Seventy-two percent of Americans believe the U.S. healthcare system is “in a state of crisis” or “has major problems,” almost the same percentage (71%) who felt that way a few months before the Affordable Care Act was passed seven years ago. (Source: Gallup).
The combined percentages saying the nation’s system is in crisis or is having major problems has stayed in a seven-percentage-point range (from 67% to 74%) over the past 10 years.
The global insulin market is dominated by three companies: Eli Lilly, the French company Sanofi and the Danish firm Novo Nordisk.
In the past decade alone, U.S. insulin list prices have tripled, according to an analysis of data from IBM Watson Health
According to IBM Watson Health data, Sanofi’s popular insulin brand Lantus was $35 a vial when it was introduced in 2001; it’s now $270. Novo Nordisk’s Novolog was priced at $40 in 2001, and as of July 2018, it’s $289.
Stories of people rationing insulin and dying as a result continue to appear in the media.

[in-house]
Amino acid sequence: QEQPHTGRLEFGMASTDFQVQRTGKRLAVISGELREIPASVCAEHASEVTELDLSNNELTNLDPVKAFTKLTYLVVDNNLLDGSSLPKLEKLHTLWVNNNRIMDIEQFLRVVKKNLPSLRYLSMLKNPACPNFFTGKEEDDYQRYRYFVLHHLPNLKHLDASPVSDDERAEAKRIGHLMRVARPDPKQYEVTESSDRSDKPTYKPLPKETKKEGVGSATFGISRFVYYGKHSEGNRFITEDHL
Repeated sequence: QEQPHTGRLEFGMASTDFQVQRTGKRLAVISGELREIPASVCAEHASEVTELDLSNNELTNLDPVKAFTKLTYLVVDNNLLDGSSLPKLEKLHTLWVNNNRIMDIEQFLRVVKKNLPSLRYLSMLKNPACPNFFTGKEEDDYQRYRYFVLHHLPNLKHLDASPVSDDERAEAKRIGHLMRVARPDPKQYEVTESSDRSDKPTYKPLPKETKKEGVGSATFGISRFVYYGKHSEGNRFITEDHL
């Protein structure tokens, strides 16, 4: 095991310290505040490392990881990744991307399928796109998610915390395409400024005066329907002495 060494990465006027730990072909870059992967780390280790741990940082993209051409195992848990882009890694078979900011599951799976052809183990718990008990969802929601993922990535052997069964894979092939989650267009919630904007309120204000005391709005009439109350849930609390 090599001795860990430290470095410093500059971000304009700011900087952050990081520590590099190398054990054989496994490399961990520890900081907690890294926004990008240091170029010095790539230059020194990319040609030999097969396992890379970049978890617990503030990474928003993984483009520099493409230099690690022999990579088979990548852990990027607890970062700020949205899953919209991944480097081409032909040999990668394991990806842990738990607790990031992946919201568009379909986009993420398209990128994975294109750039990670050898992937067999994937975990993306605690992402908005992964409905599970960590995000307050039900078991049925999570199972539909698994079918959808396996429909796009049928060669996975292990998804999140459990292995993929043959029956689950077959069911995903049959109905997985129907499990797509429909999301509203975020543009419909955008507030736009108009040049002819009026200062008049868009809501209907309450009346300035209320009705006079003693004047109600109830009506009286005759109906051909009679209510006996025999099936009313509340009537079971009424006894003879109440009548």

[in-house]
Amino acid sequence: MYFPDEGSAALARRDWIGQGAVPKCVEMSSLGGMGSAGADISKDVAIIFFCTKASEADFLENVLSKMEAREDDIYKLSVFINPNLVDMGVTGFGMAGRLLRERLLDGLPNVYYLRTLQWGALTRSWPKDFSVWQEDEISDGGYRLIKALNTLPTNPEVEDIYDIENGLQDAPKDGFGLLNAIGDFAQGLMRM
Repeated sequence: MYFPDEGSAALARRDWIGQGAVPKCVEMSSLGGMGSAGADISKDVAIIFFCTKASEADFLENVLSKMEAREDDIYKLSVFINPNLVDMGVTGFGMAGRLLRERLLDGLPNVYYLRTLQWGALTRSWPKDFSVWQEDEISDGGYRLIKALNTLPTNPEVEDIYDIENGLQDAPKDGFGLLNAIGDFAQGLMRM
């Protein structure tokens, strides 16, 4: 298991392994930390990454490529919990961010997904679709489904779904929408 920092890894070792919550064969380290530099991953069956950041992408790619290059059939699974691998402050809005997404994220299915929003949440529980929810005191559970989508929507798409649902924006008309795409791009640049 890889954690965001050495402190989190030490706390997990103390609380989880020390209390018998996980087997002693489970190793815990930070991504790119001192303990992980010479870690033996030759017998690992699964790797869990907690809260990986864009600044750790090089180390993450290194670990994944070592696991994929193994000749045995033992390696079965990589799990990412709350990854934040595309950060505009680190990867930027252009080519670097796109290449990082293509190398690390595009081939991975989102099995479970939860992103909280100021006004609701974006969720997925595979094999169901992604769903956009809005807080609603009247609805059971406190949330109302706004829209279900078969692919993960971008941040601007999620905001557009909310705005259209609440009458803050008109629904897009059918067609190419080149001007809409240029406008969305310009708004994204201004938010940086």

According to JAMA “annual health care marketing surged from $17.7 billion in 1997 to at least $29.9 billion in 2016, driven by a rapid spike in spending on direct-to-consumer (DTC) advertisements for prescription drugs. Over this period, DTC spending climbed from $2.1 billion to $9.6 billion.
The most rapid increase was in direct-to-consumer (DTC) advertising, which increased from $2.1 billion (11.9%) of total spending in 1997 to $9.6 billion (32.0%) of total spending in 2016. DTC prescription drug advertising increased from $1.3 billion (79 000 ads) to $6 billion (4.6 million ads [including 663 000 TV commercials]), with a shift toward advertising high-cost biologics and cancer immunotherapies.
Even if all prescription drugs were free healthcare costs would still be increasing.